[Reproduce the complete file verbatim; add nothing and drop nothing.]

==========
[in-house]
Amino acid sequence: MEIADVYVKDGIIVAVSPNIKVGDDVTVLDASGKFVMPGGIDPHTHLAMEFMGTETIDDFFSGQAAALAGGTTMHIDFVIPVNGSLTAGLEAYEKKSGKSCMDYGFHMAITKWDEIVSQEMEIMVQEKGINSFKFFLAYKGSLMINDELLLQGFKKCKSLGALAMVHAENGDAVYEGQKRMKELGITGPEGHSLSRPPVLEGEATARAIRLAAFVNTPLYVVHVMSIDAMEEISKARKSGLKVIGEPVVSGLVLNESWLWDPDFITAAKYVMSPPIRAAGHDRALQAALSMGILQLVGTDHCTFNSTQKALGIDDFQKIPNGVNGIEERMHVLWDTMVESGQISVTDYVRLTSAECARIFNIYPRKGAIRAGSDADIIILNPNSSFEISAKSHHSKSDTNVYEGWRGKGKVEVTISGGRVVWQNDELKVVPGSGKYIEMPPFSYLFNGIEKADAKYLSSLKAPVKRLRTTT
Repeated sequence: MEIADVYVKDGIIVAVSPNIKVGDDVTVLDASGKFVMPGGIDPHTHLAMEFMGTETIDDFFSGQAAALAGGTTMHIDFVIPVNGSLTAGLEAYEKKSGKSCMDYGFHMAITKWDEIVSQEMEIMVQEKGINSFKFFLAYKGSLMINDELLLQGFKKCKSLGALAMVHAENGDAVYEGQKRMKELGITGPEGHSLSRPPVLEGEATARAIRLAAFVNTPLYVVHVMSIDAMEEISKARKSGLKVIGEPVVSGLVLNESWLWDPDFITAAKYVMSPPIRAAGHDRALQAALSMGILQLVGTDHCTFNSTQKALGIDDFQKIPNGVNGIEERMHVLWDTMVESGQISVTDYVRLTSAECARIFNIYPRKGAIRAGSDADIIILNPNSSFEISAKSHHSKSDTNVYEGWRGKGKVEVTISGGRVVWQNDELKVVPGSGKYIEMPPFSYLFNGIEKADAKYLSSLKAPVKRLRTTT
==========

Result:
[in-house]
Amino acid sequence: MEIADVYVKDGIIVAVSPNIKVGDDVTVLDASGKFVMPGGIDPHTHLAMEFMGTETIDDFFSGQAAALAGGTTMHIDFVIPVNGSLTAGLEAYEKKSGKSCMDYGFHMAITKWDEIVSQEMEIMVQEKGINSFKFFLAYKGSLMINDELLLQGFKKCKSLGALAMVHAENGDAVYEGQKRMKELGITGPEGHSLSRPPVLEGEATARAIRLAAFVNTPLYVVHVMSIDAMEEISKARKSGLKVIGEPVVSGLVLNESWLWDPDFITAAKYVMSPPIRAAGHDRALQAALSMGILQLVGTDHCTFNSTQKALGIDDFQKIPNGVNGIEERMHVLWDTMVESGQISVTDYVRLTSAECARIFNIYPRKGAIRAGSDADIIILNPNSSFEISAKSHHSKSDTNVYEGWRGKGKVEVTISGGRVVWQNDELKVVPGSGKYIEMPPFSYLFNGIEKADAKYLSSLKAPVKRLRTTT
Repeated sequence: MEIADVYVKDGIIVAVSPNIKVGDDVTVLDASGKFVMPGGIDPHTHLAMEFMGTETIDDFFSGQAAALAGGTTMHIDFVIPVNGSLTAGLEAYEKKSGKSCMDYGFHMAITKWDEIVSQEMEIMVQEKGINSFKFFLAYKGSLMINDELLLQGFKKCKSLGALAMVHAENGDAVYEGQKRMKELGITGPEGHSLSRPPVLEGEATARAIRLAAFVNTPLYVVHVMSIDAMEEISKARKSGLKVIGEPVVSGLVLNESWLWDPDFITAAKYVMSPPIRAAGHDRALQAALSMGILQLVGTDHCTFNSTQKALGIDDFQKIPNGVNGIEERMHVLWDTMVESGQISVTDYVRLTSAECARIFNIYPRKGAIRAGSDADIIILNPNSSFEISAKSHHSKSDTNVYEGWRGKGKVEVTISGGRVVWQNDELKVVPGSGKYIEMPPFSYLFNGIEKADAKYLSSLKAPVKRLRTTT